(Heb. 'arnebeth) was prohibited as food according to the Mosaic law ( Leviticus 11:6 ; Deuteronomy 14:7 ), "because he cheweth the cud, but divideth not the hoof." The habit of this animal is to grind its teeth and move its jaw as if it actually chewed the cud. But, like the cony (q.v.), it is not a ruminant with four stomachs, but a rodent like the squirrel, rat, etc. Moses speaks of it according to appearance. It is interdicted because, though apparently chewing the cud, it did not divide the hoof.
There are two species in Syria, (1) the Lepus Syriacus or Syrian hare, which is like the English hare; and (2) the Lepus Sinaiticus, or hare of the desert. No rabbits are found in Syria.
(Heb. arnebeth ) occurs only in ( Leviticus 11:6 ) and Deuteronomy 14:7 amongst the animals disallowed as food by the Mosaic law. The hare is at this day called arnel by the Arabs in Palestine and Syria. It was erroneously thought by the ancient Jews to have chewed the cud. They were no doubt misled as in the case of the shaphfan (hyrax ), by the habit these animals have of moving the jaw about.
This animal is mentioned only in the lists of unclean animals in Leviticus and Deuteronomy, Where it occurs along with the camel, the coney and the swine. The camel, the hare and the coney are unclean, `because they chew the cud but part not the hoof,' the swine, "because he parteth the hoof .... but cheweth not the cud." The hare and the coney are not ruminants, but might be supposed to be from their habit of almost continually moving their jaws. Both are freely eaten by the Arabs. Although 'arnebheth occurs only in the two places cited, there is no doubt that it is the hare. Septuagint has dasupous, "rough-footed," which, while not the commonest Greek word (lagos), refers to the remarkable fact that in hares and rabbits the soles of the feet are densely covered with hair. 'Arnab, which is the common Arabic word for "hare," is from the same root as the Hebrew 'arnebheth.
verse 4, English Versions of the Bible "camel"; Septuagint ton kamelon; Vulgate (Jerome's Latin Bible, 390-405 A.D.) camelus; Hebrew ha-gamal. Leviticus 11:5, English Versions of the Bible "coney"; Septuagint ton dasupoda; Vulgate, choerogryllus; Hebrew ha-shapan. Leviticus 11:6, English Versions of the Bible "hare"; Septuagint ton choirogruillion Vulgate, lepus; Hebrew ha-arnebeth. Leviticus 11:7, English Versions of the Bible "swine"; Septuagint ton hun; Vulgate, sus; Hebrew ha-chazir.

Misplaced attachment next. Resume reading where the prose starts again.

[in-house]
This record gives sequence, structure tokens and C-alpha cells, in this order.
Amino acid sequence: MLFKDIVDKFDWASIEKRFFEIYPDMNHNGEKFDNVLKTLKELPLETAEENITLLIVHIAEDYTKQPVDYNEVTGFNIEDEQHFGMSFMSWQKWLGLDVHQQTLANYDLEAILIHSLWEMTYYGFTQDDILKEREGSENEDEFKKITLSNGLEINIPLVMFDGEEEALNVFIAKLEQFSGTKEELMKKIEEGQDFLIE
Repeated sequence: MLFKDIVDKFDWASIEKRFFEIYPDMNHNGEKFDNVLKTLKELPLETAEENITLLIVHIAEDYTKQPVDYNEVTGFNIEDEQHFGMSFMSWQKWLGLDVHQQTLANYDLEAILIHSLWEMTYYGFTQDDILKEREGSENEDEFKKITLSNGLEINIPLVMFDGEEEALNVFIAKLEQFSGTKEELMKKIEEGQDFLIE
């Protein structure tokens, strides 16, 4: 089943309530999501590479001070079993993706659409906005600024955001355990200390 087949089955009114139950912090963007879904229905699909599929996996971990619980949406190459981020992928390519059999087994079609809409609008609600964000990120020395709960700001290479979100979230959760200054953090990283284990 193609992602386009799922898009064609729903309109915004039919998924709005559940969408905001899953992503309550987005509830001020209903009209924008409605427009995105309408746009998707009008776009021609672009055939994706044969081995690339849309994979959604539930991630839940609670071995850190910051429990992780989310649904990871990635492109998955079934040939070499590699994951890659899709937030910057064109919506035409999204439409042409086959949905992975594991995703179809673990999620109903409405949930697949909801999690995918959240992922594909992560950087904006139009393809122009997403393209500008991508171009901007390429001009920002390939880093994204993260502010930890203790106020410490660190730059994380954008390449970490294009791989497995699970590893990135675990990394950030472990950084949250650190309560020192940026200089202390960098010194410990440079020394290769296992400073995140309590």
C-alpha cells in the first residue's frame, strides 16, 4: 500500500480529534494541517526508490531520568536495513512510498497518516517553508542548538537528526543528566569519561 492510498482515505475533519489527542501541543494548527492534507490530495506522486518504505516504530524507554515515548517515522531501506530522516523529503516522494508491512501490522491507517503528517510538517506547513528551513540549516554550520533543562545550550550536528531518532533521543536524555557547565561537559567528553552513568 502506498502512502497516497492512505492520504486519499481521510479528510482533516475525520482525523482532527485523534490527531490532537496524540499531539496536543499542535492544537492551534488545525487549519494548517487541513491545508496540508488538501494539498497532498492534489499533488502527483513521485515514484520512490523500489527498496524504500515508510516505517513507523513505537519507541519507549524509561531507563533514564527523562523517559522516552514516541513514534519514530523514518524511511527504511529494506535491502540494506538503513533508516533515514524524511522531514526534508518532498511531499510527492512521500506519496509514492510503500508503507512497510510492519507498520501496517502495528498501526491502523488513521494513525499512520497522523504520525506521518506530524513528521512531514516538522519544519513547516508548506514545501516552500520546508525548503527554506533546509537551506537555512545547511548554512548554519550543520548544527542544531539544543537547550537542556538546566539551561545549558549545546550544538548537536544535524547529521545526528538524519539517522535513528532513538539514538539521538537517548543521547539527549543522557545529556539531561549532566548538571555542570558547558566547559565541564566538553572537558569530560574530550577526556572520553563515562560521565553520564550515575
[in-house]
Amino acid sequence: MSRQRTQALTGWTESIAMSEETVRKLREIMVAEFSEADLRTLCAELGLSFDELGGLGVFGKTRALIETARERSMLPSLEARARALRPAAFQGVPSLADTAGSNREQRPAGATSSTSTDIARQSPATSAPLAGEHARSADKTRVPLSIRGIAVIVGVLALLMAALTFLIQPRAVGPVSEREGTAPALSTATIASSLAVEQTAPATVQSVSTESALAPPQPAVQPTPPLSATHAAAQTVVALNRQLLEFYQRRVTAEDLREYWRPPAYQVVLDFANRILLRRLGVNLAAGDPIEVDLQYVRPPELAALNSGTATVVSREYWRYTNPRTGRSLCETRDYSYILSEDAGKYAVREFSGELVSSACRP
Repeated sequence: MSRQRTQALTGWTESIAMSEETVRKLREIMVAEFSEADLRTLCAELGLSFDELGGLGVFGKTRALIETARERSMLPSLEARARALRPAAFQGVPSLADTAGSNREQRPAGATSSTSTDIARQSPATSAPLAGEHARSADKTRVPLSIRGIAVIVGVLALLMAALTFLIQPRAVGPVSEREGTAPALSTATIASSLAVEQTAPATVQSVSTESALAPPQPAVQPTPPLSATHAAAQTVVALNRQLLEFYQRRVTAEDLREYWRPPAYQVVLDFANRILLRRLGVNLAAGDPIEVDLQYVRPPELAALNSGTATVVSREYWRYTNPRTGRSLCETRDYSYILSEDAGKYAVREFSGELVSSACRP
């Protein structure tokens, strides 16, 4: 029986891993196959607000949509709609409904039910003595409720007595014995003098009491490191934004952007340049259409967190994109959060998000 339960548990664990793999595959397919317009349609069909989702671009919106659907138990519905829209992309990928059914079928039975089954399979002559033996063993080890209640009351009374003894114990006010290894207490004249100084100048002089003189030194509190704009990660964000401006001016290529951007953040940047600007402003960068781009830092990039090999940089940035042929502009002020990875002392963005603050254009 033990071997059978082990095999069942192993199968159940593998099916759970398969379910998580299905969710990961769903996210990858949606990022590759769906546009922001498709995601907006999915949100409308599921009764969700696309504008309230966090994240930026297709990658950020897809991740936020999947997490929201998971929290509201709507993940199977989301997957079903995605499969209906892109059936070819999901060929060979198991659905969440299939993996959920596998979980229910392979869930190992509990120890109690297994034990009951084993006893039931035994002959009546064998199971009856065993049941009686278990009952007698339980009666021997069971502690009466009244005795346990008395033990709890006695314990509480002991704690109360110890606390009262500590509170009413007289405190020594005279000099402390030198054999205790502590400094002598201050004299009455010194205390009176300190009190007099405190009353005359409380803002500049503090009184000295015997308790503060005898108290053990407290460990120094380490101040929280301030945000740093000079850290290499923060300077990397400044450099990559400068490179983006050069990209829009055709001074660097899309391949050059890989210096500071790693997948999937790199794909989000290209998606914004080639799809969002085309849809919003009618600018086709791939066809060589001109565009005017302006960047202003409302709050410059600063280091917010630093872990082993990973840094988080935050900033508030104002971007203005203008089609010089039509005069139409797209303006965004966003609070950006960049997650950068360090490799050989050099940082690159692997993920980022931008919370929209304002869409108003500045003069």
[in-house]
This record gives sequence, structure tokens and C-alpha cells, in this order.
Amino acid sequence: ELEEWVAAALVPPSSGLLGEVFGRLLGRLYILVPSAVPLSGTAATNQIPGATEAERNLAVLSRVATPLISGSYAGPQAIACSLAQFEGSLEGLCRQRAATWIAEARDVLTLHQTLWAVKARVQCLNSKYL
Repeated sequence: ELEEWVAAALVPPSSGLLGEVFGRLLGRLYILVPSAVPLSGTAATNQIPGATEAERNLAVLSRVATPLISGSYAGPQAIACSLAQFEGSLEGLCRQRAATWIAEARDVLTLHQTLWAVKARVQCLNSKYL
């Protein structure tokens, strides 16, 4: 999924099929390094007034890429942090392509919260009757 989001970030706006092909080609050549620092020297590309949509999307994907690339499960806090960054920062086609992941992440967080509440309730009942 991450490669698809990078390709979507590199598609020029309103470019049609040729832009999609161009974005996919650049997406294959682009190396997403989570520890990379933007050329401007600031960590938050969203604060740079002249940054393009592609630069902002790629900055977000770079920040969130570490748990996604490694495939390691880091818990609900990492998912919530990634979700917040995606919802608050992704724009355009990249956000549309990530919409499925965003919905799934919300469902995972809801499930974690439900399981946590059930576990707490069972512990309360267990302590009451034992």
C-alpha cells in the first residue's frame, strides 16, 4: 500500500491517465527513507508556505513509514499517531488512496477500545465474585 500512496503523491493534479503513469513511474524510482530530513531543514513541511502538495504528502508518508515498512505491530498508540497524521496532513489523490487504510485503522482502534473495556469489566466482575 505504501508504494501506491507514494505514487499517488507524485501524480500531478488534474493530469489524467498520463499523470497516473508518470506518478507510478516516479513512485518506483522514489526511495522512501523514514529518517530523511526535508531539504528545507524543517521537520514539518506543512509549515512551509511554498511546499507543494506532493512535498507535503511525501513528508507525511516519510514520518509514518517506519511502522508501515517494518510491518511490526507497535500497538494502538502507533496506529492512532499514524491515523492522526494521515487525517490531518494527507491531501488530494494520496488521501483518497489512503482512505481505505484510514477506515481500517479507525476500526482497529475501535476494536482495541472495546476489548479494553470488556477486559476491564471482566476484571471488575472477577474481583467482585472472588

English Versions of the Bible "camel"; Septuagint ton kamelon Vulgate, camelum; Hebrew hagamal; English Versions of the Bible "hare"; Septuagint dasupoda; Vulgate, leporem; Hebrew ha'arnebeth; English Versions of the Bible "coney"; Septuagint choirogrullion; Vulgate, choerogryllum; Hebrew hashaphan.
English Versions of the Bible "swine"; Septuagint ton hun Vulgate, sus; Hebrew hacheziyr.
It is evident from the above and from the meanings of dasupous and chorogrullios as given in Liddell and Scott, that the order of Septuagint in Leviticus 11:5,6 does not follow the Hebrew, but has apparently assimilated the order of that of Deuteronomy 14:7,8. In Psalms 104:18, Septuagint has chorogrullios for shaphan; also in Proverbs 30:26.
Since the word "coney," which properly means "rabbit," has been applied to the hyrax, so, in America at least, the word "rabbit" is widely used for various species of hare, e.g. the gray rabbit and the jack-rabbit, both of which are hares. Hares have longer legs and ears and are swifter than rabbits. Their young are hairy and have their eyes open, while rabbits are born naked and blind. Hares are widely distributed in the Northern Hemisphere, and there is one species in South America. Rabbits are apparently native to the Western Mediterranean countries, although they have been distributed by man all over the world.
Lepus syriacus, the common hare of Syria and Palestine, differs somewhat from the European hare. Lepus judeae is cited by Tristram from Northeastern Palestine, and he also notes three other species from the extreme south.
Alfred Ely Day
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